Money Management: Despite strong economy, federal deficit soars

Kevin B. Murray//November 12, 2018

Money Management: Despite strong economy, federal deficit soars

Kevin B. Murray//November 12, 2018

One item that seems to have been forgotten, or at least received very little press coverage, is that despite having a very strong economy, the federal deficit is going up at a time it would be expected to be dropping. Recently it was announced that in fiscal year 2018, the federal deficit rose to its highest level in six years. The Treasury Department reported a 17 percent increase in debt compared to the previous fiscal period.

The Congressional Budget office has projected that even at full employment we will be running enormous deficits well into the next decade. When the inevitable recession comes, we will be in much deeper trouble. During a period of full employment, both workers and businesses would be earning more and ordinarily this would translate into them paying more taxes. On the expenditure side, full employment reduces the need for some government expenditures (unemployment/welfare), further lowering any deficit or increasing a government surplus.

Last year’s huge corporate tax cut, together with increased government expenditure, has led to an increasing federal deficit at a time it should be shrinking. The Congressional Budget Office projects that spending will grow rapidly, from 21 percent of Gross Domestic Product in 2018 to over 29 percent in 2048. Revenue however, is projected to grow much slower, from 17 percent in 2018 to 20 percent in 2048. This will result in annual deficits rising from the current 3.9 percent of GDP to 9.5 percent by 2048. The latter percent is close to the post WWII record percentage of GDP deficit that occurred in the first year (2009) of the recent great recession. (Congressional Budget Office—2018 Long-Term Budget Outlook)

There are many adverse and potentially dangerous consequences of a high and rising federal debt. The debt increase will lead to slower economic growth, lower average incomes, higher interest rates and ballooning interest payments on the debt. The payments will balloon both because the size of the debt is so much larger and because the interest rate we will have to pay to convince investors to purchase our debt will be much larger than the current interest rate.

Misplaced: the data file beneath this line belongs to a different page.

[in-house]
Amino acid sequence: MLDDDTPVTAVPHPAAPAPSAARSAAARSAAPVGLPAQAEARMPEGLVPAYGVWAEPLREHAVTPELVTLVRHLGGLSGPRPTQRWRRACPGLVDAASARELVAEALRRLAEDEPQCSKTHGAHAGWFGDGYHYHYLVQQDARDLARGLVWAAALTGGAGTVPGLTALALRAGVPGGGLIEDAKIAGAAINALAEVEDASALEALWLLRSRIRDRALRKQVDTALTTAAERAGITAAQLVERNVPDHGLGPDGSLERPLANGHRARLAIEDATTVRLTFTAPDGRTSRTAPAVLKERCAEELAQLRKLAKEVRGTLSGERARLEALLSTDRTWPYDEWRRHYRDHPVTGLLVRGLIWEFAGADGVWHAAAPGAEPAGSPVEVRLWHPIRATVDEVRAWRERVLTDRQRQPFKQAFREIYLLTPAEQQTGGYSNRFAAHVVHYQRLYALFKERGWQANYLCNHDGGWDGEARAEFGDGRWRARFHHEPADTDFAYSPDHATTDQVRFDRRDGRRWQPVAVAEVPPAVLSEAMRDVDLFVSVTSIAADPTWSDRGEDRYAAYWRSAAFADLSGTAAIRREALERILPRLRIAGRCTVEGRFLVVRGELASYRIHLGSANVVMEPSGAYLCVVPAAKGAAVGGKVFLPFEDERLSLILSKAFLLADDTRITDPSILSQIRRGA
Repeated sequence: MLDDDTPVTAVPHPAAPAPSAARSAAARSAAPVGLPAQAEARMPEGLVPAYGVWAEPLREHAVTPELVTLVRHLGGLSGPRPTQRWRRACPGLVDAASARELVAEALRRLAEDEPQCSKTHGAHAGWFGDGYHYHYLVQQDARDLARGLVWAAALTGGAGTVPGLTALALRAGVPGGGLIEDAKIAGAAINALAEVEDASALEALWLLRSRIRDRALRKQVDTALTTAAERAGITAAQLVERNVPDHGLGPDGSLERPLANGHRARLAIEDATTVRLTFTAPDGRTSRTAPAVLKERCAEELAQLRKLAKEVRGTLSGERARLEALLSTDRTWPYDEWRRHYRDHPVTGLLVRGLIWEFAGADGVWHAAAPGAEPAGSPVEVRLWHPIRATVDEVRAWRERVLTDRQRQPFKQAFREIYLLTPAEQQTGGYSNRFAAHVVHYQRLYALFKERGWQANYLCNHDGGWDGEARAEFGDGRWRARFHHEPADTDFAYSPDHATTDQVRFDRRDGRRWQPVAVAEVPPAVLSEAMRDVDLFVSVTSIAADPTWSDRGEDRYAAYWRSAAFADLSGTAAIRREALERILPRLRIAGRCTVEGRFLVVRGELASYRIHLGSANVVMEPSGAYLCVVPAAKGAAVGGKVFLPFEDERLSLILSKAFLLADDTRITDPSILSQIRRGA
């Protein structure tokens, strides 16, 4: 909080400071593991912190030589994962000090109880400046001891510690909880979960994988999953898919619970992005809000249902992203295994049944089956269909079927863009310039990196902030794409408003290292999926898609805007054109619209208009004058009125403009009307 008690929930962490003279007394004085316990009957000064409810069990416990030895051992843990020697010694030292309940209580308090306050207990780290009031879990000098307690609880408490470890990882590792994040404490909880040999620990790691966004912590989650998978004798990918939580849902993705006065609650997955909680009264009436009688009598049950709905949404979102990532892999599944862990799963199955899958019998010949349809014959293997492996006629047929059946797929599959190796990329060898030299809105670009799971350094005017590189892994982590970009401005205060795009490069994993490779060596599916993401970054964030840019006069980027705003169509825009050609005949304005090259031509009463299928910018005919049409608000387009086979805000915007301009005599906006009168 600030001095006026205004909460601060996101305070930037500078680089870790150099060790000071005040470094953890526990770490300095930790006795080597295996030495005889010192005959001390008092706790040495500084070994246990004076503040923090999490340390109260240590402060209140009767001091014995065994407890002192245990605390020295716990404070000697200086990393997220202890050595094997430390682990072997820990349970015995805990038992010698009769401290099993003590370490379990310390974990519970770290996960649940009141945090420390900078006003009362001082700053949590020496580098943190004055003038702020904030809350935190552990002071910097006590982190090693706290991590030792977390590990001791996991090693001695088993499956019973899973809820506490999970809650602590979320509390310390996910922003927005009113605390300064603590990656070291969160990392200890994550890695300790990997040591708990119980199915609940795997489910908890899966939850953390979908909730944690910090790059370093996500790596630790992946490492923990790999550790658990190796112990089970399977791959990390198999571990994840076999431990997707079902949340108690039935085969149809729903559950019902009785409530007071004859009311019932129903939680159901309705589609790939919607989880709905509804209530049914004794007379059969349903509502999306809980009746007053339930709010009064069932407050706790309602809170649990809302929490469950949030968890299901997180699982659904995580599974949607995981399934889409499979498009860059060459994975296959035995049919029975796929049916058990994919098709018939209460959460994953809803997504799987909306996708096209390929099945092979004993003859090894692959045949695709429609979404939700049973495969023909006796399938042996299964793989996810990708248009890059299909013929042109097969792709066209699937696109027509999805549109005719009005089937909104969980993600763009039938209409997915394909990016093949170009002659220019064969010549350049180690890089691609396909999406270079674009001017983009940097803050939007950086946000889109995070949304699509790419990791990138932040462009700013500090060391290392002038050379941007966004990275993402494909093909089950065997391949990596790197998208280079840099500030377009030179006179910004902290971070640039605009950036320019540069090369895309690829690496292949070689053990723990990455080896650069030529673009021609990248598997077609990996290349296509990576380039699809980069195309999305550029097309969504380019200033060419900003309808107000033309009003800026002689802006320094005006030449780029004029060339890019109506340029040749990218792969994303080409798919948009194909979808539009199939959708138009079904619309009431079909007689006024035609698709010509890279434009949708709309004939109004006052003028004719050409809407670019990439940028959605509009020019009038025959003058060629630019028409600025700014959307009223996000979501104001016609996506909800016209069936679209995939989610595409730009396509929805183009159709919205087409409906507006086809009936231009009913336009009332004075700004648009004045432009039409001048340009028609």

As the debt eats up more and more of government spending, it will reduce what is left for other purposes. As our population ages, the percentage in the workforce will decline and the cost of Social Security and health plans will continue to go up. Conflict between the older retirees and those working will likely occur. Funds to maintain our international leadership position will be difficult to find as well.

Currently foreigners own approximately 47 percent of our national debt. The largest holders are China and Japan. Currently we are having trade problems with China; if they choose to stop buying or become a net seller of our debt it could affect the interest rate we must pay to fund the debt. The fact that China owns a considerable amount of our debt certainly gives them some leverage in all discussions with the United States.

Currently the United States has the fourth highest debt as a percentage of gross domestic product of all the G20 nations (only Japan, Italy and Singapore have debt to GDP higher than the United States) and ninth in the entire world. (TradingEconomics.com). Fixing the debt problem will get harder the longer policymakers wait. Delaying necessary deficit reduction will mean more draconian spending cuts and tax increases when the deficits are finally dealt with.

Comparing the size or percentage of GDP that the current full employment deficit is to what it was during periods of war or massive unemployment will only delay needed action. The projected deficits would only get much larger if the economy were to see higher unemployment or higher spending due to larger foreign military action. During periods of full employment, the deficits should be reduced substantially — and currently they are being increased dramatically. That is neither prudent nor sustainable. Between 1965 and 2017, the full employment deficit as a percentage of GDP averaged 2.3 percent. Currently the percentage is 3.9 percent and projected to go up to 9.5 percent by 2048. (CBO 2018 Long-Term Budget Outlook)

Politically it is always easier to make friends by reducing the taxes they pay and increasing government expenditures that they receive. It is, I believe, fiscally unsustainable. The sooner the public and the leaders choose realize this, the better our nation’s economy will be in the future.

Kevin B. Murray, is a vice president at Karpus Investment Management, a local independent, registered investment advisor managing assets for individuals, corporations, non-profits and trustees.  Offices are located at 183 Sully’s Trail, Pittsford, NY 14534, (585) 586-4680.